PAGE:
Hope for Outcastes
As Christianity's demographic center of gravity shifts from the West to Asia and Africa, Third World Christians increasingly regard the secular West as a field for mission and ministry. A Nigerian nun passes out evangelistic literature in Harvard Square. An Indian (Telugu) Methodist minister delivers the opening benediction at a Fourth of July parade in Rosemont, Pennsylvania, a typical American suburb. London's largest church, Kingsway United Christian Center, is mainly Nigerian rather than British. Third World Christians are having a significant, although still insufficiently understood, impact on the West. As various Third World cultures and religious practices meet and interact over time within different strata of Western culture, history predicts that the outcome will be determined as much by indigenous as by imported cultural and religious preferences.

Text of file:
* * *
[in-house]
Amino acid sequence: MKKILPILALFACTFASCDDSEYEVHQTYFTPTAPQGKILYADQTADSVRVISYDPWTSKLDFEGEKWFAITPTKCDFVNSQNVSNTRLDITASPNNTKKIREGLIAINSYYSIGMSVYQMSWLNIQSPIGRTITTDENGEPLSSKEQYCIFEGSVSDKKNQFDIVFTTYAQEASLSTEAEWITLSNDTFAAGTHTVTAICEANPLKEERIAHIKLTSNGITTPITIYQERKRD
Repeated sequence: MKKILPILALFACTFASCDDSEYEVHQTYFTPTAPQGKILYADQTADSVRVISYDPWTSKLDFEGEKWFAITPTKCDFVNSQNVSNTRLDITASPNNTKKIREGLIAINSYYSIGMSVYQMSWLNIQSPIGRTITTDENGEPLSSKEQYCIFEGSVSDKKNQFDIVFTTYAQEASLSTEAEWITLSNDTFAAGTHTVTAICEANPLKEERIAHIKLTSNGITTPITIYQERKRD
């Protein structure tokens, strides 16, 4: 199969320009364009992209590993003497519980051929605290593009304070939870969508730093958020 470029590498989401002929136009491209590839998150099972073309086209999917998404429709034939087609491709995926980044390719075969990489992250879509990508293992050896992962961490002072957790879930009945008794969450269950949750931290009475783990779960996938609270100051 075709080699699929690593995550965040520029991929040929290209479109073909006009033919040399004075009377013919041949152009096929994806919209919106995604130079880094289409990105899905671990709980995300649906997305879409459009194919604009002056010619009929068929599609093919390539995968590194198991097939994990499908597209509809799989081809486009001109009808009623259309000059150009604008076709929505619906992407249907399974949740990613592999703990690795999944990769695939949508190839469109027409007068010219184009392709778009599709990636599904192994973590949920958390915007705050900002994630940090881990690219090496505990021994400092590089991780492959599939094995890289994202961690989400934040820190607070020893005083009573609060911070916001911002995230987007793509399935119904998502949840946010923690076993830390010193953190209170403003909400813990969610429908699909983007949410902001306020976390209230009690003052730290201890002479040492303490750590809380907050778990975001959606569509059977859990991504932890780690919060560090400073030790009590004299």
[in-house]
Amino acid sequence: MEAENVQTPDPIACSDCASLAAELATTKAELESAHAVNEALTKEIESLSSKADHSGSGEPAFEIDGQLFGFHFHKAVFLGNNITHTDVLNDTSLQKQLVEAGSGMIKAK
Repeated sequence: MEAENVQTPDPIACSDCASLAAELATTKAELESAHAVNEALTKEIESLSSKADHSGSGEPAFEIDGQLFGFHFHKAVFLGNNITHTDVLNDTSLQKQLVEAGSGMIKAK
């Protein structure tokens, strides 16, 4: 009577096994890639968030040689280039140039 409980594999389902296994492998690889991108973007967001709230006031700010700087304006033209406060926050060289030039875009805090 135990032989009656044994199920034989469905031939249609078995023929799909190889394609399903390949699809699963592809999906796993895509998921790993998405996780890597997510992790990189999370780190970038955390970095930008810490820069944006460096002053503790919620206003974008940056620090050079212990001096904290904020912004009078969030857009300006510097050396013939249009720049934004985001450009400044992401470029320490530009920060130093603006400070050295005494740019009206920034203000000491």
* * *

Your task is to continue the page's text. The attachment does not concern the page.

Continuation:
As we have seen in previous articles, the history of Christianity in India was not a simple tale of one-way Western impact upon a heathen culture. Instead, Indian Christians were highly selective in what they chose to adopt from American and European missionaries. They were also discriminating in choosing which cultural elements to retain from their pre-Christian heritage, much to the dismay of many Western missionaries who were promoting greater "indigenization." The resulting Indian Christian cultural and religious idioms emerged not only from interactions between missionaries and Indian converts, but also between Indian castes (jatis), language/regional groups, and non-Christian religions. Indian Christianity is now as complex as the subcontinent into which this already varied and multi-denominational religion was introduced.
Roughly 80% of all Indian Christians hailed ...